1. I mentioned that the women in Europe in general are more petite and thinner, but that is not the result of a healthy lifestyle. Again, I'm not speaking about every single woman, but rather as a general. Most women drink a lot of coffee and usually smoke, causing their frames to be small and petite in number, but they are immersed in a stressful environment. The smoking and excessive coffee drinking eventually begins to have a toll on the body. So, while they be skinny, they are not fit. I took it upon myself to simply observe the thin women on the street. I will not say all, but a good majority of them are not fit. Meaning, they are not toned, their bodies are not trim, and it shows they do not lead a healthy and active lifestyle. The little meat on their bones jiggles, expressing that they engage in little physical exercise. At first, I was very angry and envious. What do you mean that they barely work out and look like little twigs and here I am, working 3-4 times a week in the gym and I'm still not thin? Then, the little lightbulb in my head flashed. I have to accept that I have a specific body shape that cannot be altered (nor do I want to), but if I want to look the best that I can be, then I should do something about it. I constantly looked at pictures on Pinterest with girls that had a significantly smaller frame than I. I could grumble under my breath how I desired to look like that. However, when I was at the gym, I stuck to cardio, thinking the calories would be burned and the weight would drop. Alas, that didn't prove very successful. Especially with the wave of women that entered my sights and seeing their frames, I was motivated to change things up. However, with no gym and a small apartment proved rather difficult to begin an intense regime. Fortunately, my sister packed the Insanity workout regime. Thus began the journey to push my body as far as it can, knowing that I can be better. I can do better, I can push harder, and I can sweat for longer. I can made tremendous improvements; as encouraging as the progress has been, I still have a little more to go. My goal is losing 15 pounds so I can be truly satisfied with my weight loss. I've made quite a dent, but I will not stop until it's reached. I've noticed that as my tops and pants get looser and looser, I am encouraged by how I look. Moreover, I am falling in love with how I look.

2. As a result of working out hardcore, I can now wear clothes I've always wanted to wear but couldn't. The moment when I put that top on and I fit into (and it's loose!) was a beautiful moment. But it's not merely wearing clothes I've wanted to wear. My confidence grew stronger, prompting me to wear more prints and bold prints. I like the cool, classic, and neutral vide Western Europe has, while Eastern Europe is concerned with bright colors, prints, and flowy details. Wearing more pops of color and purchasing more garments with prints on them tell me that I am secure in my body. But, honestly, it's more about the prints and how it looks on me. Light colors contrast my dark tan and prints fall nicely on my frame. The clothing market sells different pieces that I would never find back home, pushing me to step out of my comfort zone, fashion wise. While I lean towards the classic and cool style, I find that prints are slowly becoming part of my wardrobe.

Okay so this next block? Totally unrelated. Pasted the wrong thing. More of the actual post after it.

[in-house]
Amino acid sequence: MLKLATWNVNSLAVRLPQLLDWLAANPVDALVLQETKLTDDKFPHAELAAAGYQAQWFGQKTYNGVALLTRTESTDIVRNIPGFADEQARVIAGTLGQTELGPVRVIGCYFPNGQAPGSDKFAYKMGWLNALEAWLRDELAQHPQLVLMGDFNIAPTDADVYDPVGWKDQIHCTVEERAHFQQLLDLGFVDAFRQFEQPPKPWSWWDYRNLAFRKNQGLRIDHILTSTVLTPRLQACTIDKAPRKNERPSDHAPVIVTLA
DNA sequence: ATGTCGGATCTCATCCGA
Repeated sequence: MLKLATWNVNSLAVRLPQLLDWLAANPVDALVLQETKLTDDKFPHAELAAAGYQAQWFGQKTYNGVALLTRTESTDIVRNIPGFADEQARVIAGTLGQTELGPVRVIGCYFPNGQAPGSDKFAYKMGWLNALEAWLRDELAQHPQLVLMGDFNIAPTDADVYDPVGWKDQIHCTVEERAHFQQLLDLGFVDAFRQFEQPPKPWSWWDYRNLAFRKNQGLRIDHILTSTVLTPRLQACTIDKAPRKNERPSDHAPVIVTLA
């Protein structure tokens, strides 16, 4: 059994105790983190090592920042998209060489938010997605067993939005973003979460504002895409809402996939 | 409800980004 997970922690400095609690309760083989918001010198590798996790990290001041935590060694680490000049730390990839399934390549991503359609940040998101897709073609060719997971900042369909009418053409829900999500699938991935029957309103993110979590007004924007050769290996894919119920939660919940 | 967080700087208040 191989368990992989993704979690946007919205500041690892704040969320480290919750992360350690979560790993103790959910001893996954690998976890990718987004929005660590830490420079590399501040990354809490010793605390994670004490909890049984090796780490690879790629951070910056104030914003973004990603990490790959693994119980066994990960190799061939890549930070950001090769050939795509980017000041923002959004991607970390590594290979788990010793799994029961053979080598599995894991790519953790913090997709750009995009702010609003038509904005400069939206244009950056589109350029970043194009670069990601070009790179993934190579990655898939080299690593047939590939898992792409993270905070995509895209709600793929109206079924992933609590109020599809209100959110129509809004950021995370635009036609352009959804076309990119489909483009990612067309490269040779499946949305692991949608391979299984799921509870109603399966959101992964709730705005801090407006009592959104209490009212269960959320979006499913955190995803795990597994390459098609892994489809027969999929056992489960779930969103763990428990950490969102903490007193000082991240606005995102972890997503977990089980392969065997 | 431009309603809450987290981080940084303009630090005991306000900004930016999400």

3. In conjunction with my burgeoning wardrobe and working out, I am more excited to wear them on the streets. I need to pause right here and point that the men in Romania stare. I can gotten more angry and furious at the incessant staring than anything else in this country. I'd be walking in shorts, maxi skirt, or a dress, and yet, they still feel that I am a piece of meat. It really bothered me at first, but at this point, my perspective is if they're going to look (since it is inevitable), I should feel flattered that they are glancing at something dressed in appropriate clothing, flatters my shape, and shows that classy doesn't mean outdated. The girls here expose a lot of skin and in contrast, I do not like expose an excessive amount of skin (as that is my personal preference). So the difference of clothing choices also inevitably sets me apart, and I have accepted that. But at the same time, that also says something flattering regarding how I look, my shape, and how I'm dressed, and as much as I find the attention annoying, I take it as a complement (most of the time).